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Chapter 2 - What is a Christian?
Several years ago I was on a business trip to Japan. I asked a gal there if she had ever considered Christianity. She replied that she had felt bad several times in her life but not bad enough to try religion. I had not considered that one would see a religion as something to be used by the weak and injured as a palliative.
Since then I have observed many ways Christianity is practiced as a religion that seems at odds with Christianity as a faith. Perhaps the most common is the number of people who were raised in a particular Christian denomination and practice it in a similar way as someone who has not even heard of Jesus who celebrates Christmas as a cultural or familial tradition.
In conversation with a Lutheran pastor once he told me that they lost about 85% of their youth. I suspect that 75% were never Christian at all and 10% if they were Christian found nothing of value in the church. That perhaps a majority of people in churches are not even Christian can account for the difficulty those who are Christian have is finding something worthwhile about Christianity.
There was a nurse named Glenda once who had been abused as a child. She had planned on committing suicide one evening after having secured enough medication to be successful. Upon leaving the hospital that evening she happened upon a bible tract and became a Christian that evening instead killing herself. She started going to a church in her neighborhood. She said in a few months she went from thinking she was the only one who did not know about Jesus to thinking she was the only one who did. It may have been that her unique experience made her Christian faith seem more vital and alive. However, it also may be possible that the people in her church were legacy followers of the Christian religion,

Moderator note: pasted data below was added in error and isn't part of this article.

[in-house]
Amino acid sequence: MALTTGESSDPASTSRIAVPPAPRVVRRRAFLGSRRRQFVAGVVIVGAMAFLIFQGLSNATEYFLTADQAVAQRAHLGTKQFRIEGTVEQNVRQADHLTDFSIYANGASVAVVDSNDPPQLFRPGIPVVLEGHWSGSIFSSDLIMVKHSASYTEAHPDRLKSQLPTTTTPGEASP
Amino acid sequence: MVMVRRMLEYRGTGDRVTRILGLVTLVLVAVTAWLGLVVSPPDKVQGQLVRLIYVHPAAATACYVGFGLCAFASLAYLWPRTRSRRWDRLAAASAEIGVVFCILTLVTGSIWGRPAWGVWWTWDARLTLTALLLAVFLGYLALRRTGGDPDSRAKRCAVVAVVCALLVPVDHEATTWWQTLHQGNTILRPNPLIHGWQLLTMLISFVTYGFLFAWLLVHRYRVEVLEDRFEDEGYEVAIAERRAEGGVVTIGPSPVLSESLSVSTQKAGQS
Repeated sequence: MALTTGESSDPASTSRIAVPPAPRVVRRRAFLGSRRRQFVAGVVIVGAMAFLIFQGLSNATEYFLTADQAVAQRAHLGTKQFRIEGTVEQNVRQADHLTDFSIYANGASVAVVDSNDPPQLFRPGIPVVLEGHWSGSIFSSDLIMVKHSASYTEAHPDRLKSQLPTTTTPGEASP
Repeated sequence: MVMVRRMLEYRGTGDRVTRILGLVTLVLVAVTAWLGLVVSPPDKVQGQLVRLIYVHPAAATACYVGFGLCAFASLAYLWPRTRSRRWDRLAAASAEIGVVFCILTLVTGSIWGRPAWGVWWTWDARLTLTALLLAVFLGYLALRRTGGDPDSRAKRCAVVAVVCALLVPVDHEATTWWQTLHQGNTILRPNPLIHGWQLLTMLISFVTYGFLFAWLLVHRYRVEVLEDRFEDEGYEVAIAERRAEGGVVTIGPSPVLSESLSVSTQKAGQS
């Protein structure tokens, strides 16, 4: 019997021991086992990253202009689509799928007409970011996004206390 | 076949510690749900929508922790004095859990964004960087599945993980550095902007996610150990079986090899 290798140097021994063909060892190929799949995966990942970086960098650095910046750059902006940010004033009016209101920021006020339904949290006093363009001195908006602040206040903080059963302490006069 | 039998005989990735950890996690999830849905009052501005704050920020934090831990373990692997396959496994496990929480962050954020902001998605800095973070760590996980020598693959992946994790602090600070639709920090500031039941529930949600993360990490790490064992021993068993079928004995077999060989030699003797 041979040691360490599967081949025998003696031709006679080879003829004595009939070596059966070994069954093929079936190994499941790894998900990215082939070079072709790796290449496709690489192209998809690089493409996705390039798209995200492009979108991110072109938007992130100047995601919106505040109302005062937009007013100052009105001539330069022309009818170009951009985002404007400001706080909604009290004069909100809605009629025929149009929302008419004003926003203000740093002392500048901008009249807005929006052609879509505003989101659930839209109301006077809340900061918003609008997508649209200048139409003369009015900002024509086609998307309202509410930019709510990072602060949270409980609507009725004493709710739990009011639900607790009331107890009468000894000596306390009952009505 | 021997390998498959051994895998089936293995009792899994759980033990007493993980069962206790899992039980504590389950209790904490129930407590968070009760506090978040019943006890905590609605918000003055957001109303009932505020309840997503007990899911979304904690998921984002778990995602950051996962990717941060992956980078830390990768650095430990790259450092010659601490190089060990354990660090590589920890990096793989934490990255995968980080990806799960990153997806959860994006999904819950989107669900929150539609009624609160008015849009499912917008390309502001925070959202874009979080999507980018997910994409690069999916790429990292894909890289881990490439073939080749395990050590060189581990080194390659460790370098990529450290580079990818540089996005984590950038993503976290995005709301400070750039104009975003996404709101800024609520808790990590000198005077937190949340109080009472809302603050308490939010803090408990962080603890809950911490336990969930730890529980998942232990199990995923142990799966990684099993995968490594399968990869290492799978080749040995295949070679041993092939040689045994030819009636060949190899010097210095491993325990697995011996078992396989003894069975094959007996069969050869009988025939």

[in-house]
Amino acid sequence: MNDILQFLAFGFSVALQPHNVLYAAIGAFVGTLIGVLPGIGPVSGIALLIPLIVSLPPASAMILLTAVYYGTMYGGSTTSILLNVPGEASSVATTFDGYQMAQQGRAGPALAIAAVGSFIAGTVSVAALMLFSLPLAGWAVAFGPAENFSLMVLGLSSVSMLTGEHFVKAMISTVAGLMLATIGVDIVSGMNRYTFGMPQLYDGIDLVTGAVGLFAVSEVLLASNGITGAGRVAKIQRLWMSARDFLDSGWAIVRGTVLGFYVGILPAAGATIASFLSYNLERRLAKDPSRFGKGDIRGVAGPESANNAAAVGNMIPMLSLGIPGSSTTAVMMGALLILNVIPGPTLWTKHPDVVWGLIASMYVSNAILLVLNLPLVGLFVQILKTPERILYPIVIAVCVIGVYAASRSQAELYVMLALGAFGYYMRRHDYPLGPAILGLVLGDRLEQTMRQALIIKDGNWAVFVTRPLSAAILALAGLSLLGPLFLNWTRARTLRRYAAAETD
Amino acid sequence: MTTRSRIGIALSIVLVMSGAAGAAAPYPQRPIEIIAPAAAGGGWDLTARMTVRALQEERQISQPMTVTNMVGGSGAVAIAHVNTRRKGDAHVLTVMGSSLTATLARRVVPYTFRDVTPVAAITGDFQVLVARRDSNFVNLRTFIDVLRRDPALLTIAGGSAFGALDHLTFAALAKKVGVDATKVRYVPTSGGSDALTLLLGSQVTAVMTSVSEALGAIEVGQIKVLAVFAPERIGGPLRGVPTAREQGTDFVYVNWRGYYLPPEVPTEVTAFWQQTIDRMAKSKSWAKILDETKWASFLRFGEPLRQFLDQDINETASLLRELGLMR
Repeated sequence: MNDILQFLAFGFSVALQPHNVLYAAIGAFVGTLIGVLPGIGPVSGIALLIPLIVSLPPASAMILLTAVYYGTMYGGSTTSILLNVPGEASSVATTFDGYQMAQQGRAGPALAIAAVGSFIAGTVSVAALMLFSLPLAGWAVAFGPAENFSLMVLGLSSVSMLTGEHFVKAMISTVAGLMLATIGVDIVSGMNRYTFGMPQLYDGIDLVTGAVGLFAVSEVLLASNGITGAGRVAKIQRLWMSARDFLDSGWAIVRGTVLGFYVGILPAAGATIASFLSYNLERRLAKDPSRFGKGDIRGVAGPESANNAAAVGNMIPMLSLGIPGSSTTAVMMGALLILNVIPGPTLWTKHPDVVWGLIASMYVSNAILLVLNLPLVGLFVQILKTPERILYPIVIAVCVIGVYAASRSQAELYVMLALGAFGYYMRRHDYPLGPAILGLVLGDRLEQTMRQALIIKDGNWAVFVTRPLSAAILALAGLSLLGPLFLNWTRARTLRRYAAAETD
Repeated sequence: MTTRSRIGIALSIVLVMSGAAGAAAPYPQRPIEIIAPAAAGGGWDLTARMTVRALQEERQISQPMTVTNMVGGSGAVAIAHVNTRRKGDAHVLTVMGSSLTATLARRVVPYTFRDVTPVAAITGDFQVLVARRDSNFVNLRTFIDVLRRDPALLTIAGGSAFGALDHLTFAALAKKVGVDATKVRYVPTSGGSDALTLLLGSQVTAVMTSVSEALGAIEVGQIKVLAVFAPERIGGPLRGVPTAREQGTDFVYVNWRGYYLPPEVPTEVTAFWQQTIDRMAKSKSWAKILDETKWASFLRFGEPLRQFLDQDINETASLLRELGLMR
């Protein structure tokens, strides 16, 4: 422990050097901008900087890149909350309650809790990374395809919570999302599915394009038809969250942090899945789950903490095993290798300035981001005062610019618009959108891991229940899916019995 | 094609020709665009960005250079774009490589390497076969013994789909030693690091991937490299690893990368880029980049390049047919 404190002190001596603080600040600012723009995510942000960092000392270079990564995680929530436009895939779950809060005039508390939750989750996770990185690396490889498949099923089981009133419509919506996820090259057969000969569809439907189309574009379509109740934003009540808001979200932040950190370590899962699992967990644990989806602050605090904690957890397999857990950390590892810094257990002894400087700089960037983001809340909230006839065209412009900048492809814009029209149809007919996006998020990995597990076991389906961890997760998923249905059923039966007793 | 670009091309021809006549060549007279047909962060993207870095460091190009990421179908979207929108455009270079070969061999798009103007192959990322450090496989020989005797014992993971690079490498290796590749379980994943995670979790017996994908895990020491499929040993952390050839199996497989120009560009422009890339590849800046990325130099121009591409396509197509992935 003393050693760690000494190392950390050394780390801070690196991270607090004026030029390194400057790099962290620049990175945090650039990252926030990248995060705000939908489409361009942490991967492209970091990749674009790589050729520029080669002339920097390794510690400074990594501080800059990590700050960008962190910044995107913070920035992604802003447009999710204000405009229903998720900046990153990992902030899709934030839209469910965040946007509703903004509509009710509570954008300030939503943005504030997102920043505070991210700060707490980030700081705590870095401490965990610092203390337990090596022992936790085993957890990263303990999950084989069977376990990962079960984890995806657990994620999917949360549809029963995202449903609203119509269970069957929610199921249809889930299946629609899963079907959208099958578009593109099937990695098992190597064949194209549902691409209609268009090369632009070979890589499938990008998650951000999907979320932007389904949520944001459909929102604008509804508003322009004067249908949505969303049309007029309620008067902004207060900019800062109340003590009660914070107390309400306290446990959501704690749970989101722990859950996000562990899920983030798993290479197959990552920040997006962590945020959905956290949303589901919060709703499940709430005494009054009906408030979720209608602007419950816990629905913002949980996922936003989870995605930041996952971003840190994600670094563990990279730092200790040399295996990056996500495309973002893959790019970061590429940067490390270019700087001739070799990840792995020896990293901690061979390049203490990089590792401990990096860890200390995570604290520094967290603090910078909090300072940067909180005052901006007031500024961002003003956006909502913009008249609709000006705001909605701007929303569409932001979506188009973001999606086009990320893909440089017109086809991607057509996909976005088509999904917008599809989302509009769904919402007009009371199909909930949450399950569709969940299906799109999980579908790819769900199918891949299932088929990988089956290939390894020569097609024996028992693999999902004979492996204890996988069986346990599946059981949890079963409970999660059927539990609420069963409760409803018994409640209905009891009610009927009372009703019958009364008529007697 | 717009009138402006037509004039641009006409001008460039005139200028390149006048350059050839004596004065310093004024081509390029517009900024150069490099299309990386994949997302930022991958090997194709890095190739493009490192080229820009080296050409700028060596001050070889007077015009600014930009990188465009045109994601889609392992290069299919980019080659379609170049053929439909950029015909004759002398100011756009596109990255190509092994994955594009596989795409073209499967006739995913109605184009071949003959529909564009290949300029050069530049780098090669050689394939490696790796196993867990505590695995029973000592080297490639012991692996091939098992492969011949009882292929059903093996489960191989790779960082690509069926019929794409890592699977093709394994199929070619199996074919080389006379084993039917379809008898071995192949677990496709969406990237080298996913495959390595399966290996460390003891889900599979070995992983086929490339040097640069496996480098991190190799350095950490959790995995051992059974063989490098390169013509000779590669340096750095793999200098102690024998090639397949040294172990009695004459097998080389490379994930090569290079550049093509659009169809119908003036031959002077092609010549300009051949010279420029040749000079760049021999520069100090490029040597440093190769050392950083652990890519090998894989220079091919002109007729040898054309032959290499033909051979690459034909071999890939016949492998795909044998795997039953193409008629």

My parents were raised in a legacy church perhaps in effect similar to the average Hindu or Muslim worship center. They may have had faith but for all intents and purposes it benefited them little. A church whose members seem little different than those of other religions or even those having no religion might be expected to provide little benefit to their members.
If my parents had an image of what a real Christian looked like, they might have had a chance to try to imitate it. Christ is usually held up as our example, but with no instruction as to how that can be achieved. As a result, most do not even try. The main problem is that while a person becomes a Christian by trusting in Jesus, living like Jesus can take a lifetime to approximate.
There are two types of Christian. The first are those who conduct their lives in the flesh and appear no different than non-Christians. They can even appear worse as the difference between what is espoused and how one lives leaves them open to the charge of “hypocrite”. The second (much smaller) group are those who have made some growth in their faith and often are less noticeable.
My parents were told that their church members were Christian even though most were not and of those that were, most lived lives showing that they were not following Christ. As a result, they could not be expected to even know what a Christian was.
Information about Christianity and the Christian life.
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